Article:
Middle Class Income Tax Competitiveness: How Do Minnesota's Paychecks Compare?

Gains in technology, manufacturing, and business service jobs don't always correlate with where the cheapest sources of labor are, or where the smartest sources of labor are, but rather where wage income can go the furthest. This article from our September-October 2012 edition of Fiscal Focus looks at where Minnesota ranks on this topic and how the personal income tax influences that rank.

Middle Class Income Tax Competitiveness: How Do Minnesota’s Paychecks Compare?

“The best prospects for the future lie in places that both experience income and employment gains but remain relatively affordable…Maintaining affordability and a wide range of high-paying jobs many not be as glamorous a metric for success as the number of hip web startups or the concentration of educated people. But over time it is likely to be about as good a guide to future prospects as we have.”

- The Cities Where a Paycheck Stretches the Furthest,” New Geography , July 2012

It’s generally accepted that labor force is sues are always near or at the top of the list of site factors businesses consider when locating or expanding operations. Labor cost and workforce education are the two factors most commonly cited, and a substantial body of academic research has explored the relationship between these factors and eco nomic growth.

But according to the always interesting web-venture New Geography, rapid population growth, strong domestic in-migration, and resulting gains in technology, manufacturing and business service jobs don’t always correlate with where the cheapest or the smartest sources of labor are. Often, this economic growth is occurring instead where wage income can go the furthest. From both an employee and employer perspective, it’s easy to see how this can be a very powerful consideration for siting decisions and for attracting top talent.

New Geography identified the average wage for the top 50 metropolitan statistical areas (MSA) in the country and the District of Columbia, and then adjusted those wages using cost of living data – which accounts for items such as consumer prices and services, utilities and transportation costs and, most importantly, housing prices. The results provide a purchasing power perspective on wage income. Not surprisingly, the cost of living can have major effects on the relative economic attractiveness of a location. For example, the average wage for the San Francisco MSA ranked third in the nation at nearly $70,000. But thanks to legendary housing prices, San Francisco’s cost of living-adjusted average wage rank plummeted 36 spots to 39th in the nation.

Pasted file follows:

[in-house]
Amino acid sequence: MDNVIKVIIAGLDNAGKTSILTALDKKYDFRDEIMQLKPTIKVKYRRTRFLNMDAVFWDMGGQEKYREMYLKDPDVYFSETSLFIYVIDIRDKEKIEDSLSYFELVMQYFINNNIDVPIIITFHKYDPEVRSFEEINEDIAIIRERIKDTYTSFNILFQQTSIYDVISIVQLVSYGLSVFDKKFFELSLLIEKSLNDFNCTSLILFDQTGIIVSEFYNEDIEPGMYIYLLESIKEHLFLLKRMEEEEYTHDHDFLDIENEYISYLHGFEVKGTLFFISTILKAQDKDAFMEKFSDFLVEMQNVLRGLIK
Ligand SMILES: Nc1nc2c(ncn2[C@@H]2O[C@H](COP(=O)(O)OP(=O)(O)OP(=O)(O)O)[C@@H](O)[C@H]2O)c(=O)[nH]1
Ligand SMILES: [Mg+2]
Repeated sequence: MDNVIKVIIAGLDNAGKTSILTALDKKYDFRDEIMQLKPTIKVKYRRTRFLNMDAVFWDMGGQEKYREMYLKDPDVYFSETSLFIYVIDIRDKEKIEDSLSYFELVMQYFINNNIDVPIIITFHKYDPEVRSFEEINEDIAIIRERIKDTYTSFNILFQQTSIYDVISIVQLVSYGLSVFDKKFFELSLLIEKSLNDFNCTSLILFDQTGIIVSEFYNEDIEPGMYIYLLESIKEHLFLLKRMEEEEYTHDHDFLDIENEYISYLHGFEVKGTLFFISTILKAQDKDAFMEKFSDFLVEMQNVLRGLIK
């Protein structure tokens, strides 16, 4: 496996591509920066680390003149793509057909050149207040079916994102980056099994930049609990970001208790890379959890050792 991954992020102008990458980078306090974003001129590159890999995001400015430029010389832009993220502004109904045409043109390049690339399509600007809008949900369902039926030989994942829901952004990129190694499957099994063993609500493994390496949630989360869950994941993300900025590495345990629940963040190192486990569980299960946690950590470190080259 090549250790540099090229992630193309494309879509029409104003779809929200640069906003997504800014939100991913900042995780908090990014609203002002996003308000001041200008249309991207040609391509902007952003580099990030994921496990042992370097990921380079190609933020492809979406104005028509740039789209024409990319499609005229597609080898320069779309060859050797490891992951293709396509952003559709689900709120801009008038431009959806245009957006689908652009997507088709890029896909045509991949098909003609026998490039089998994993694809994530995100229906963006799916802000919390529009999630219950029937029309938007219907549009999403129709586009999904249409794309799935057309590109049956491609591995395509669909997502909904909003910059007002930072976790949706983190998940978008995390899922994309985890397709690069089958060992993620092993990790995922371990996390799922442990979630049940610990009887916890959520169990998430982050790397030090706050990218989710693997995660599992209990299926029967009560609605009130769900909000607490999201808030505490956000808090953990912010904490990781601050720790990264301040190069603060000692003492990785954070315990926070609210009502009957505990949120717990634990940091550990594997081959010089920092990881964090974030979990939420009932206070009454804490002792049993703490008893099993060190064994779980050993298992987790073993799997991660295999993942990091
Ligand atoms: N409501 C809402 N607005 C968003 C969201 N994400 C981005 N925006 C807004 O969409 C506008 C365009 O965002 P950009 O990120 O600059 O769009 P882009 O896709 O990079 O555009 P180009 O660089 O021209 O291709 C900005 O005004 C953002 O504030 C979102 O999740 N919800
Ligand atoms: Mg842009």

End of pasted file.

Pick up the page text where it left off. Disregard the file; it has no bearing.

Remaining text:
Table 1

Metropolitan Pay Per Job 2011 - Adjusted for Cost of Living and State Income Taxes

Metro Area Average Wage State Income Tax Average Takehome Wage COL Adjusted Average Takehome Wage Rank
Birmingham, AL 46,381 1,553 44,828 50,596 16
Phoenix, AZ 48,022 1,154 46,868 48,568 20
San Jose, CA 92,556 4,816 87,740 58,377 2
San Francisco, CA 69,041 2,719 66,322 44,407 40
San Diego, CA 54,985 1,947 53,038 40,611 46
Los Angeles, CA 55,191 1,957 53,234 40,085 47
Riverside, CA 41,825 1,354 40,471 36,006 49
Denver, CO 54,991 2,012 52,979 50,456 17
Hartford, CT 61,551 2,878 58,673 47,393 31
Washington, DC 71,180 3,709 67,471 49,575 19
Tampa, FL 44,218 0 44,218 48,168 21
Jacksonville, FL 44,840 0 44,840 47,753 27
Orlando, FL 41,932 0 41,932 43,096 41
Miami, FL 45,022 0 45,022 41,286 44
Atlanta, GA 50,273 2,172 48,101 49,743 18
Chicago, IL 56,246 1,627 54,619 50,903 14
Louisville, KY 45,832 2,250 43,582 47,526 28
New Orleans, LA 50,046 1,346 48,700 50,941 13
Baltimore, MD 54,980 2,014 52,966 44,547 39
Boston, MA 66,438 3,182 63,256 46,071 35
Detroit, MI 53,424 2,167 51,257 54,703 5
Minneapolis, MN 55,300 2,765 52,535 47,522 29
St. Louis, MO 48,638 1,760 46,878 51,458 12
Kansas City, MO 49,390 1,788 47,602 47,889 23
Rochester, NY 47,228 2,324 44,904 45,542 36
Buffalo, NY 46,210 2,255 43,955 44,579 38
New York, NY 69,029 3,486 65,543 42,352 43
Las Vegas, NV 44,910 0 44,910 44,865 37
Charlotte, NC 51,143 2,869 48,274 51,741 11
Raleigh, NC 47,577 2,694 44,883 47,850 25
Cincinnati, OH 49,886 1,444 48,442 53,000 9
Columbus, OH 48,483 1,384 47,099 52,158 10
Cleveland, OH 49,531 1,429 48,102 47,438 30
Oklahoma City, OK 44,852 1,866 42,986 46,980 34
Portland, OR 49,472 3,106 46,366 40,815 45
Pittsburgh, PA 49,717 1,526 48,191 50,834 15